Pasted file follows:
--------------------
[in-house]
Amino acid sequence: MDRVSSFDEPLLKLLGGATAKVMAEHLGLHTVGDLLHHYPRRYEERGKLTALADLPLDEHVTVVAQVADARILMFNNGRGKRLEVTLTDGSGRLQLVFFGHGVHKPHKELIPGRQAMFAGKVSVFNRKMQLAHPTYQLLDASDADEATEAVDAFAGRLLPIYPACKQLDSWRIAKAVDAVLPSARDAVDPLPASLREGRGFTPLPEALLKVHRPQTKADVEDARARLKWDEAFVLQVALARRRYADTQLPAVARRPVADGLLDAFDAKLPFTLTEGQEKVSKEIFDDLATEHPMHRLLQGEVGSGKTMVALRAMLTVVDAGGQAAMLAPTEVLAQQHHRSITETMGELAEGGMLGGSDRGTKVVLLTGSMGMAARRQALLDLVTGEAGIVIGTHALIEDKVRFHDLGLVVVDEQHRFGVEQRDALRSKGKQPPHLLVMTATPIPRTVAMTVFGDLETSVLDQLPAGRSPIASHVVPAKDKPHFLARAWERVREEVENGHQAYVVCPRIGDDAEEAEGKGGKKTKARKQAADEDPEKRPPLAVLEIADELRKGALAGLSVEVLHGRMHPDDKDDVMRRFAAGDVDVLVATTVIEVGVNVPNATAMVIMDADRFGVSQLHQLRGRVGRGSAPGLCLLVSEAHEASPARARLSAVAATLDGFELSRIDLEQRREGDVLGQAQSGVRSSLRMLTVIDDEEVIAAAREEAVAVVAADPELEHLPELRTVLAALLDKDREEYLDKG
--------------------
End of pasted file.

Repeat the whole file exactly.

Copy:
[in-house]
Amino acid sequence: MDRVSSFDEPLLKLLGGATAKVMAEHLGLHTVGDLLHHYPRRYEERGKLTALADLPLDEHVTVVAQVADARILMFNNGRGKRLEVTLTDGSGRLQLVFFGHGVHKPHKELIPGRQAMFAGKVSVFNRKMQLAHPTYQLLDASDADEATEAVDAFAGRLLPIYPACKQLDSWRIAKAVDAVLPSARDAVDPLPASLREGRGFTPLPEALLKVHRPQTKADVEDARARLKWDEAFVLQVALARRRYADTQLPAVARRPVADGLLDAFDAKLPFTLTEGQEKVSKEIFDDLATEHPMHRLLQGEVGSGKTMVALRAMLTVVDAGGQAAMLAPTEVLAQQHHRSITETMGELAEGGMLGGSDRGTKVVLLTGSMGMAARRQALLDLVTGEAGIVIGTHALIEDKVRFHDLGLVVVDEQHRFGVEQRDALRSKGKQPPHLLVMTATPIPRTVAMTVFGDLETSVLDQLPAGRSPIASHVVPAKDKPHFLARAWERVREEVENGHQAYVVCPRIGDDAEEAEGKGGKKTKARKQAADEDPEKRPPLAVLEIADELRKGALAGLSVEVLHGRMHPDDKDDVMRRFAAGDVDVLVATTVIEVGVNVPNATAMVIMDADRFGVSQLHQLRGRVGRGSAPGLCLLVSEAHEASPARARLSAVAATLDGFELSRIDLEQRREGDVLGQAQSGVRSSLRMLTVIDDEEVIAAAREEAVAVVAADPELEHLPELRTVLAALLDKDREEYLDKG